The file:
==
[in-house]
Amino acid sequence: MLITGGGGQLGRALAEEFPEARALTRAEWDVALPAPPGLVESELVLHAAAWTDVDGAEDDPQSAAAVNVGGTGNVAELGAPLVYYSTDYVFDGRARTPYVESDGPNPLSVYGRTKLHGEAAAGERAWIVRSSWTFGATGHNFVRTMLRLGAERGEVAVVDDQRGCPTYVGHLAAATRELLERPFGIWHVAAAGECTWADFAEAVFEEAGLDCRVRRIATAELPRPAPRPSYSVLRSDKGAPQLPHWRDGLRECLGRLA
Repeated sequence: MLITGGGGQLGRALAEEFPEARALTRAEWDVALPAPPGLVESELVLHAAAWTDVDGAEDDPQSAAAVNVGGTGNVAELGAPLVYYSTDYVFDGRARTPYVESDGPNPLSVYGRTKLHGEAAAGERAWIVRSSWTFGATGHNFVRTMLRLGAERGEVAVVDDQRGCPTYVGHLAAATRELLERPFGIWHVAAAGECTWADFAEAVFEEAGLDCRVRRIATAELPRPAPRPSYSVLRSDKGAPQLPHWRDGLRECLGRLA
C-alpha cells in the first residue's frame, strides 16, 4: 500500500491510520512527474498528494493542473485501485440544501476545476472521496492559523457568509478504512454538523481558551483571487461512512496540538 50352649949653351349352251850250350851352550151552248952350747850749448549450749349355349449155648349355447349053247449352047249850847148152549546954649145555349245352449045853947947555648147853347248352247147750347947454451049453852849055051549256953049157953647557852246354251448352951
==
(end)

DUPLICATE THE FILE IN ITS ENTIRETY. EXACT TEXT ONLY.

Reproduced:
[in-house]
Amino acid sequence: MLITGGGGQLGRALAEEFPEARALTRAEWDVALPAPPGLVESELVLHAAAWTDVDGAEDDPQSAAAVNVGGTGNVAELGAPLVYYSTDYVFDGRARTPYVESDGPNPLSVYGRTKLHGEAAAGERAWIVRSSWTFGATGHNFVRTMLRLGAERGEVAVVDDQRGCPTYVGHLAAATRELLERPFGIWHVAAAGECTWADFAEAVFEEAGLDCRVRRIATAELPRPAPRPSYSVLRSDKGAPQLPHWRDGLRECLGRLA
Repeated sequence: MLITGGGGQLGRALAEEFPEARALTRAEWDVALPAPPGLVESELVLHAAAWTDVDGAEDDPQSAAAVNVGGTGNVAELGAPLVYYSTDYVFDGRARTPYVESDGPNPLSVYGRTKLHGEAAAGERAWIVRSSWTFGATGHNFVRTMLRLGAERGEVAVVDDQRGCPTYVGHLAAATRELLERPFGIWHVAAAGECTWADFAEAVFEEAGLDCRVRRIATAELPRPAPRPSYSVLRSDKGAPQLPHWRDGLRECLGRLA
C-alpha cells in the first residue's frame, strides 16, 4: 500500500491510520512527474498528494493542473485501485440544501476545476472521496492559523457568509478504512454538523481558551483571487461512512496540538 50352649949653351349352251850250350851352550151552248952350747850749448549450749349355349449155648349355447349053247449352047249850847148152549546954649145555349245352449045853947947555648147853347248352247147750347947454451049453852849055051549256953049157953647557852246354251448352951